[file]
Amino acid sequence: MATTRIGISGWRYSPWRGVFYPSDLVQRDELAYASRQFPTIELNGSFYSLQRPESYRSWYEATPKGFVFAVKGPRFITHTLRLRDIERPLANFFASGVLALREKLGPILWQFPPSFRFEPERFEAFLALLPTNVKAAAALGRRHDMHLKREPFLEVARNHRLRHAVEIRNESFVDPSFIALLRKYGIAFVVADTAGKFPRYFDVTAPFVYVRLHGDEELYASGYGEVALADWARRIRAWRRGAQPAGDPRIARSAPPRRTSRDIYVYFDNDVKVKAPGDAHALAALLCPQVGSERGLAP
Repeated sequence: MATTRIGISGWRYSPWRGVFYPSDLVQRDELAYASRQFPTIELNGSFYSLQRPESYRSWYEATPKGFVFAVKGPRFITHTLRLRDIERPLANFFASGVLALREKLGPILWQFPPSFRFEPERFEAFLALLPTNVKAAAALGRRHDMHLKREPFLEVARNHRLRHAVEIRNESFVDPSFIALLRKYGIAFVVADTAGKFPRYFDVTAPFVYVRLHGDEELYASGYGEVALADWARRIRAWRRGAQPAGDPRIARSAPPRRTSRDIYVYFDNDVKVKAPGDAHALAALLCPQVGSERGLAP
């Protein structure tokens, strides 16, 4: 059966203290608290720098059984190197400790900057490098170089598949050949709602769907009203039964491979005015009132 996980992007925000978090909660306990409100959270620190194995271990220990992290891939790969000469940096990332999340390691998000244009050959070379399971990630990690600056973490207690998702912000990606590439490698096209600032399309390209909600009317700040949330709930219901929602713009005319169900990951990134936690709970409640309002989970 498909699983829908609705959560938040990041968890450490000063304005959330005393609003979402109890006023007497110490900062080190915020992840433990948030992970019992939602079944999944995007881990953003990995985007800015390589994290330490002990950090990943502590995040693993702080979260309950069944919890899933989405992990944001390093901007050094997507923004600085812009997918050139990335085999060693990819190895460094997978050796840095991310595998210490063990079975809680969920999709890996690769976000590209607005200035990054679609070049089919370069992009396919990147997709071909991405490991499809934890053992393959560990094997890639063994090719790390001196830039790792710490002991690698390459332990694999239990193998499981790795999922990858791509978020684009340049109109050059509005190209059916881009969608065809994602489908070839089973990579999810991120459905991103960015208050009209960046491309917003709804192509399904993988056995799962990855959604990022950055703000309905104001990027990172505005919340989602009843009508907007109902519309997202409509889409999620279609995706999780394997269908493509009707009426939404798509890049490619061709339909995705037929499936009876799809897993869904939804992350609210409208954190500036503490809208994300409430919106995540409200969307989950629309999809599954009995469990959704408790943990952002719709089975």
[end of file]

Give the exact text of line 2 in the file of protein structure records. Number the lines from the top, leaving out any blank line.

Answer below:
Repeated sequence: MATTRIGISGWRYSPWRGVFYPSDLVQRDELAYASRQFPTIELNGSFYSLQRPESYRSWYEATPKGFVFAVKGPRFITHTLRLRDIERPLANFFASGVLALREKLGPILWQFPPSFRFEPERFEAFLALLPTNVKAAAALGRRHDMHLKREPFLEVARNHRLRHAVEIRNESFVDPSFIALLRKYGIAFVVADTAGKFPRYFDVTAPFVYVRLHGDEELYASGYGEVALADWARRIRAWRRGAQPAGDPRIARSAPPRRTSRDIYVYFDNDVKVKAPGDAHALAALLCPQVGSERGLAP